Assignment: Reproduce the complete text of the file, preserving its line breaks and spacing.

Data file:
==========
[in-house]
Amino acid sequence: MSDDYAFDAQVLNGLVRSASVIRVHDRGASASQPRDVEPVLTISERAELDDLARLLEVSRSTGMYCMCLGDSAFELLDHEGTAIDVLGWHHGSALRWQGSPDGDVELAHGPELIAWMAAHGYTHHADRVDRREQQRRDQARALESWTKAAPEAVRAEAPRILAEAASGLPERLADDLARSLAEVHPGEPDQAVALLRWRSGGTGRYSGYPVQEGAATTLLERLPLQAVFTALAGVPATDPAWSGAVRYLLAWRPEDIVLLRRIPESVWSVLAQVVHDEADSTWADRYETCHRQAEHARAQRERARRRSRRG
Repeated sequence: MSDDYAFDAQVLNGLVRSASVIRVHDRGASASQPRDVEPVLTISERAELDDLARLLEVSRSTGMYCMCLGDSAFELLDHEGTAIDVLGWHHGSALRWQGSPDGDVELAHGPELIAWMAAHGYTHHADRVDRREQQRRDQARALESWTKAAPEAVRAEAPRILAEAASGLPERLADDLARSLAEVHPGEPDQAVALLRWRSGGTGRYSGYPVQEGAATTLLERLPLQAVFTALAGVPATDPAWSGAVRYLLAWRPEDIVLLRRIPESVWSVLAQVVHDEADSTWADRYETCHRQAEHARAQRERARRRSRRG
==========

[in-house]
Amino acid sequence: MSDDYAFDAQVLNGLVRSASVIRVHDRGASASQPRDVEPVLTISERAELDDLARLLEVSRSTGMYCMCLGDSAFELLDHEGTAIDVLGWHHGSALRWQGSPDGDVELAHGPELIAWMAAHGYTHHADRVDRREQQRRDQARALESWTKAAPEAVRAEAPRILAEAASGLPERLADDLARSLAEVHPGEPDQAVALLRWRSGGTGRYSGYPVQEGAATTLLERLPLQAVFTALAGVPATDPAWSGAVRYLLAWRPEDIVLLRRIPESVWSVLAQVVHDEADSTWADRYETCHRQAEHARAQRERARRRSRRG
Repeated sequence: MSDDYAFDAQVLNGLVRSASVIRVHDRGASASQPRDVEPVLTISERAELDDLARLLEVSRSTGMYCMCLGDSAFELLDHEGTAIDVLGWHHGSALRWQGSPDGDVELAHGPELIAWMAAHGYTHHADRVDRREQQRRDQARALESWTKAAPEAVRAEAPRILAEAASGLPERLADDLARSLAEVHPGEPDQAVALLRWRSGGTGRYSGYPVQEGAATTLLERLPLQAVFTALAGVPATDPAWSGAVRYLLAWRPEDIVLLRRIPESVWSVLAQVVHDEADSTWADRYETCHRQAEHARAQRERARRRSRRG